Only 28% of municipalities submitted quality financials for audit purposes, and just 11% received clean audits. A similar picture applies to many of our State-Owned Companies across the length and breadth of our country.”
But what is clear is that we cannot abdicate this responsibility to government alone. Working in partnership with the government, the private sector plays an important role in building and promoting a culture of trust and transparency.
No longer “business as usual”
A key insight from our interaction with the Auditor General of South Africa is that it can no longer be business as usual. At Ince we interact with organisations — in the public and private sectors — that have varied stakeholder needs and concerns. The one consistent thing that stands out is the need to build trust. This applies not only to South Africa but also to the rest of the globe.
An OECD study from December 2021 demonstrates how only 51% of citizens trust their governments. This has a number of implications: trust is the foundation for the legitimacy of public institutions, a functioning democratic system, and a thriving business environment. This is a collective responsibility that we cannot shirk.
Now more than ever, we need to find new ways of innovating corporate governance, accountability, and transparency. This is the work that we, at Ince, are passionate about.”
We believe that organisations, particularly those in the public sector, have an opportunity to find new ways to build greater trust and transparency. In our work, we have seen the value of using data to distil those issues that matter to stakeholders, bolstering this through integrated reporting strategies that go beyond compliance — but help build a better sense of openness.
The debate over how much transparency we should have often comes down to fights over ‘more’ or ‘less” — how open can we be about our challenges and opportunities, and how do we best report on these to our stakeholders: be they shareholders, regulators, or society more broadly. The shift to a more stakeholder-centric world, for business and the public sector, means that we need to find ways to speak to stakeholders in their own right to build greater trust.
The words of the Auditor General, Tsakani Maluleke, are instructive: “We should be all driven by a stronger purpose, other than the need to do our job. We are custodians of the dreams and aspirations of millions of our people. They put their trust in us.”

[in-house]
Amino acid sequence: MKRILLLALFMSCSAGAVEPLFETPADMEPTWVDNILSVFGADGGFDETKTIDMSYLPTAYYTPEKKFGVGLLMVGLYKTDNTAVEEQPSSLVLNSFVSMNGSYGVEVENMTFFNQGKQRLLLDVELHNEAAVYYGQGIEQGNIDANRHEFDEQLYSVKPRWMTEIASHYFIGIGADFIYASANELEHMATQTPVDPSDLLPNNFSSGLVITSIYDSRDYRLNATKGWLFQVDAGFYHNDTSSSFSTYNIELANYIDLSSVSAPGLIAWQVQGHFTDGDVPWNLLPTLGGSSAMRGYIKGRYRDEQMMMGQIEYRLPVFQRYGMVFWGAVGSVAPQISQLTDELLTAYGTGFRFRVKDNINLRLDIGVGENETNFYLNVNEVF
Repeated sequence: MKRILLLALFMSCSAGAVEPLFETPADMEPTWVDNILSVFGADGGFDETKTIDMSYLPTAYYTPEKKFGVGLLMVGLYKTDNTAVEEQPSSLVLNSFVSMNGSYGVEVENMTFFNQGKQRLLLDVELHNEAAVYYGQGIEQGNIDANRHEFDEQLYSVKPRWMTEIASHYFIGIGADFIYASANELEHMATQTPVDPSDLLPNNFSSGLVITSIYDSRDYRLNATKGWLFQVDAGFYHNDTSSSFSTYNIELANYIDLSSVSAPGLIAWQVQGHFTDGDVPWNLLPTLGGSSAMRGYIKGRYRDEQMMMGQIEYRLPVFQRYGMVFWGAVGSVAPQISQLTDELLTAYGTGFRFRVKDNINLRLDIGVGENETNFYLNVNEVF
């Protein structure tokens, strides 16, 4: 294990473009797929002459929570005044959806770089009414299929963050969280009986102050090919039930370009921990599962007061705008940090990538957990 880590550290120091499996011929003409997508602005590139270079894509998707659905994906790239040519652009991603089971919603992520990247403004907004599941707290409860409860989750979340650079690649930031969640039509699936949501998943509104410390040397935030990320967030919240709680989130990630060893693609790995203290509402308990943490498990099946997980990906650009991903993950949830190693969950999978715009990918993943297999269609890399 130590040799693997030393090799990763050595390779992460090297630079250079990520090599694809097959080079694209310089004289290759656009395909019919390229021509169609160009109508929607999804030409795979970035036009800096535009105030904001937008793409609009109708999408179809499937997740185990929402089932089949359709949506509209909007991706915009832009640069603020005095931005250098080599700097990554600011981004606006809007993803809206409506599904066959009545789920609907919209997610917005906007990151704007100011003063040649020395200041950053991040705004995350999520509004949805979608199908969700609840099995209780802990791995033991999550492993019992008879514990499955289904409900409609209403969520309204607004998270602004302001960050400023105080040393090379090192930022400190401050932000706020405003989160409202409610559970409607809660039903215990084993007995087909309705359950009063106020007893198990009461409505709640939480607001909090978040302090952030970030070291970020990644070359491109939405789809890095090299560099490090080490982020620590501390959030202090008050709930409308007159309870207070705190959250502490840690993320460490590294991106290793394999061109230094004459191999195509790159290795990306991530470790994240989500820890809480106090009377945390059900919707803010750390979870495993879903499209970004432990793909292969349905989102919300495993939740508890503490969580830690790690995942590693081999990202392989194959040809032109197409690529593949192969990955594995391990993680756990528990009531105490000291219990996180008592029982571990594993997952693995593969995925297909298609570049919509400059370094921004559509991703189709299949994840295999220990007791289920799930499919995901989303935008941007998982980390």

We, as Ince, stand ready to work with the public and private sectors to achieve this.
Contact us to learn more about how we can support your organisation.
InceTalks with the Auditor-General of South Africa, Tsakani Maluleke
InceTalks with the Auditor-General of South Africa, Tsakani Maluleke
On 10 March 2022, we hosted an InceTalks event focusing on how organisations can build trust through increased accountability. Our guest, Tsakani Maluleke, the Auditor General of South Africa, shared her reflections on the work of the institution she leads in finding new ways to innovate how the public sector manages and accounts for taxpayers’ money.
You can watch a recording of the conversation with the Auditor General, below:
Image Gallery from the event
New rules of communications
With so many unknowns, and no immediate end in sight, companies are scrambling to address the near and long-term effect Covid-19 will have on their businesses. They are having an equally difficult time determining the most appropriate and most efficient way to communicate with shareholders.
While communication tactics will vary, one thing is clear: this is not the time to stonewall, hedge or obfuscate; it is opportune for timely and effective contacts with shareholders. Investors are making tough decisions about which companies to buy, sell and hold. It is the job of investor relations professionals to provide a path for management teams to calm fear and instill shareholder confidence.
It is imperative for investor relations officers to take the lead, establish a sound strategy and run it flawlessly. In a market that is desperate for guidance and answers, and with investors eager to gain an edge, effective investor communications can make all the difference.
In the past, companies have typically been urged to issue news releases only when they have material or near-material news to report. It is the job of investor relations officers to enforce this policy and dissuade management teams from flooding the marketplace with unimportant press releases, in order to ensure that when ‘real’ news is issued, the investment community is paying attention.
Virtual investor relations
With investors in distress, at least temporarily, these rules have been suspended. More frequent distribution of news releases and shareholder letters or updates keep investors informed. It’s also a chance to move ahead of current as well as future questions, to control the narrative and, eventually, allow investors to make informed decisions.
Not surprisingly, the investor relations industry has quickly moved to a virtual investor relations (VIR) model as offices remain closed, business travel is non-existent and working from home has become the new norm. While certain aspects of VIR–including teleconferences, videoconferencing and webinars–have been around for years, traditional investor relations have historically been face–to–face interactions.